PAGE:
Tuesday, October 8, 2019

Trump and Ukraine: What We Know

Illustration: Scott Adams
As Americans watch two different movies, here’s a way to discern what’s happening off the screen.
If you’ve followed the Ukraine phone-call news, you might have noticed reality branching into two completely different movies. In one, President Trump was doing his job of protecting the republic by asking an allied country to help out on an important legal investigation. The other movie involves Orange Hitler bullying a foreign country into meddling in our elections by “digging up dirt” on a political opponent.
Which movie is the real one, if such a thing exists? I’d like to offer a rule of thumb for evaluating political news: If a fact is reported the same by both the left-leaning and the right-leaning press, it’s probably a fact. If not, wait and see.
It’s also smart to wait a week or two before you make up your mind, as the fog of war often makes early reporting unreliable. But after the fog clears, if all sides agree on a fact, it’s probably a fact. Or at least it’s credible, even if future reporting debunks it.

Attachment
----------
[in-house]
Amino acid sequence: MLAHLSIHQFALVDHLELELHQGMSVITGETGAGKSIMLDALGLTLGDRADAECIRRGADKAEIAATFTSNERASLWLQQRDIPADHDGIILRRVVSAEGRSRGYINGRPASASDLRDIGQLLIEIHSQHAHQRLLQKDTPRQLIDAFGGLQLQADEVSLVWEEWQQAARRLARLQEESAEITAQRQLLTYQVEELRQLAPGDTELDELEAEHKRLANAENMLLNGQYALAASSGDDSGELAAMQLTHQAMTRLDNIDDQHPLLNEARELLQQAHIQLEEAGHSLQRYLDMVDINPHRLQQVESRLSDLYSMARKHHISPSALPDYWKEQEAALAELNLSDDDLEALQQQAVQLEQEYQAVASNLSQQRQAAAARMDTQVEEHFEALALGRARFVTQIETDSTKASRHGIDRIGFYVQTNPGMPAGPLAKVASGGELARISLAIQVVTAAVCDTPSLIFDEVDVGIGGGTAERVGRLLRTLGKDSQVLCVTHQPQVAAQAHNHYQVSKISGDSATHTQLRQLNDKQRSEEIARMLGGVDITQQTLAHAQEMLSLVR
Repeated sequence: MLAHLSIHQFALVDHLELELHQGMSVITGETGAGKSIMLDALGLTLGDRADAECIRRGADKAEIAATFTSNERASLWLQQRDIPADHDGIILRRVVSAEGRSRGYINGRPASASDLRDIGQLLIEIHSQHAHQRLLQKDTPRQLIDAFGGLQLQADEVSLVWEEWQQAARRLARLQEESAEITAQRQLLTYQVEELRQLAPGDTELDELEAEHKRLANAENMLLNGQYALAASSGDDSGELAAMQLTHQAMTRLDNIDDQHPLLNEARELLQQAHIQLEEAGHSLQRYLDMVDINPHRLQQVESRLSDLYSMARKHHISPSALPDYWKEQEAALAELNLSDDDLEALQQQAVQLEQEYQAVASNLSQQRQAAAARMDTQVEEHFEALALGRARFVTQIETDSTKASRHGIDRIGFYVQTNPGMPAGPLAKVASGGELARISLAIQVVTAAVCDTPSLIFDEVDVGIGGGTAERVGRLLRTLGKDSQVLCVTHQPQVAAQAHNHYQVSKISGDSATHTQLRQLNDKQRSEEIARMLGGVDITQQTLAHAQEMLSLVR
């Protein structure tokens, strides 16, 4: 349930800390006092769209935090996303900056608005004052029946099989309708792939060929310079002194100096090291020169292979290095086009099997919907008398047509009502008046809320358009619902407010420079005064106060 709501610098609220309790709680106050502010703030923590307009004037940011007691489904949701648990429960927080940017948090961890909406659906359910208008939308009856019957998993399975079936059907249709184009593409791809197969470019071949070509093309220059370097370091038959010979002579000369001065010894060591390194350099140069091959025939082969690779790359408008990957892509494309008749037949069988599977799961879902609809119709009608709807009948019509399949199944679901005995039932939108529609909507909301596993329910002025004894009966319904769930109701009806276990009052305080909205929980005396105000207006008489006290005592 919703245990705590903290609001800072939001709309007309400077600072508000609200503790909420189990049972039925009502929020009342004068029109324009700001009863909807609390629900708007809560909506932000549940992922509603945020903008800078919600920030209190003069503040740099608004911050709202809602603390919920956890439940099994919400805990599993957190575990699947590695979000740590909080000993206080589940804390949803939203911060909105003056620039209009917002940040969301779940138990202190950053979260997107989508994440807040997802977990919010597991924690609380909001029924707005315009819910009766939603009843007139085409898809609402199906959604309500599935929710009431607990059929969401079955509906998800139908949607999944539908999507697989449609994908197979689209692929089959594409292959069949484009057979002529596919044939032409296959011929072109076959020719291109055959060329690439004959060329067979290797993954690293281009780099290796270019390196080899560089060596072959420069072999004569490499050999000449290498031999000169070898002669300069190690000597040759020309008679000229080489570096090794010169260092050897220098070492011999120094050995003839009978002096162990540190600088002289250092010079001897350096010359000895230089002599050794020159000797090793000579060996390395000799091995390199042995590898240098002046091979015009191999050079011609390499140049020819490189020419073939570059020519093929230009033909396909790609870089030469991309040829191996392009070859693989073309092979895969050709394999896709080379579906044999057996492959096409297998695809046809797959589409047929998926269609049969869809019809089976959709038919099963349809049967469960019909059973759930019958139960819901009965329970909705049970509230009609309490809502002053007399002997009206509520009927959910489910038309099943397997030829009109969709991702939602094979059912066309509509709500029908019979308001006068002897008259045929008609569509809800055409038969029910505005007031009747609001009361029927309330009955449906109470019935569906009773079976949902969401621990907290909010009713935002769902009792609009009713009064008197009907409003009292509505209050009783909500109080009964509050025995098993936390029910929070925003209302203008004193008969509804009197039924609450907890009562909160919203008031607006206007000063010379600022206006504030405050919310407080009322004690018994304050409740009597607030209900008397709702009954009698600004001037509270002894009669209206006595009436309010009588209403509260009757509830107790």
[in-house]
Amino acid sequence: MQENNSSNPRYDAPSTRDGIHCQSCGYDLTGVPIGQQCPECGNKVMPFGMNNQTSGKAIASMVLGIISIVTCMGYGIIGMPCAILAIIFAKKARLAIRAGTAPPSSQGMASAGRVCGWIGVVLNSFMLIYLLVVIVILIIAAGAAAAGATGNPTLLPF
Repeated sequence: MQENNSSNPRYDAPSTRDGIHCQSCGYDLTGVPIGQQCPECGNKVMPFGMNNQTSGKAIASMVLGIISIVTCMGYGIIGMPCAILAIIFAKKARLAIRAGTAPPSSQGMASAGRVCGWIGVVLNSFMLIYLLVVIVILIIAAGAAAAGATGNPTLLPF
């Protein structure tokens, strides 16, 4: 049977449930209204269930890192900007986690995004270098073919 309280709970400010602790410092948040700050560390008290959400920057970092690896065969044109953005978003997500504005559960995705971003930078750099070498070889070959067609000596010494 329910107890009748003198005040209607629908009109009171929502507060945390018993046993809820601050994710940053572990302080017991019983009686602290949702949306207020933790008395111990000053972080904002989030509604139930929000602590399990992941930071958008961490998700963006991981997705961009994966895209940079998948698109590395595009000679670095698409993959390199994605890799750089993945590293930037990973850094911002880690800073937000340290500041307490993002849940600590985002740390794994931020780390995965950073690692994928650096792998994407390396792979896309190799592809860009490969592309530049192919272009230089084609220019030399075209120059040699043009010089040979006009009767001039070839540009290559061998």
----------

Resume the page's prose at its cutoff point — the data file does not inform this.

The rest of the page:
In the case of Mr. Trump’s Ukraine phone call, all sides agree a whistleblower exists, at least in the minimal sense of using the whistleblower process. We also agree a phone call was made, and the transcript seems to capture what was said. We also know a few other facts: Secretary of State Mike Pompeo was on the call, and the whistleblower contacted Rep. Adam Schiff’s office before filing the complaint, and some other details.
But that’s where the agreement stops. One side says the quid pro quo—in the form of Mr. Trump’s asking his Ukrainian counterpart to investigate Crowdstrike and Joe Biden at the risk of losing military funds already approved by Congress—was so obvious it didn’t need to be stated in direct language. The other side says every conversation among world leaders carries some kind of implied quid pro quo, and in this case the request for investigation was entirely appropriate. You might even say it was one of Mr. Trump’s highest priorities, given the risk that a potential future President Biden might be compromised in his dealings with a foreign government.
Read the rest from Scott Adams HERE.

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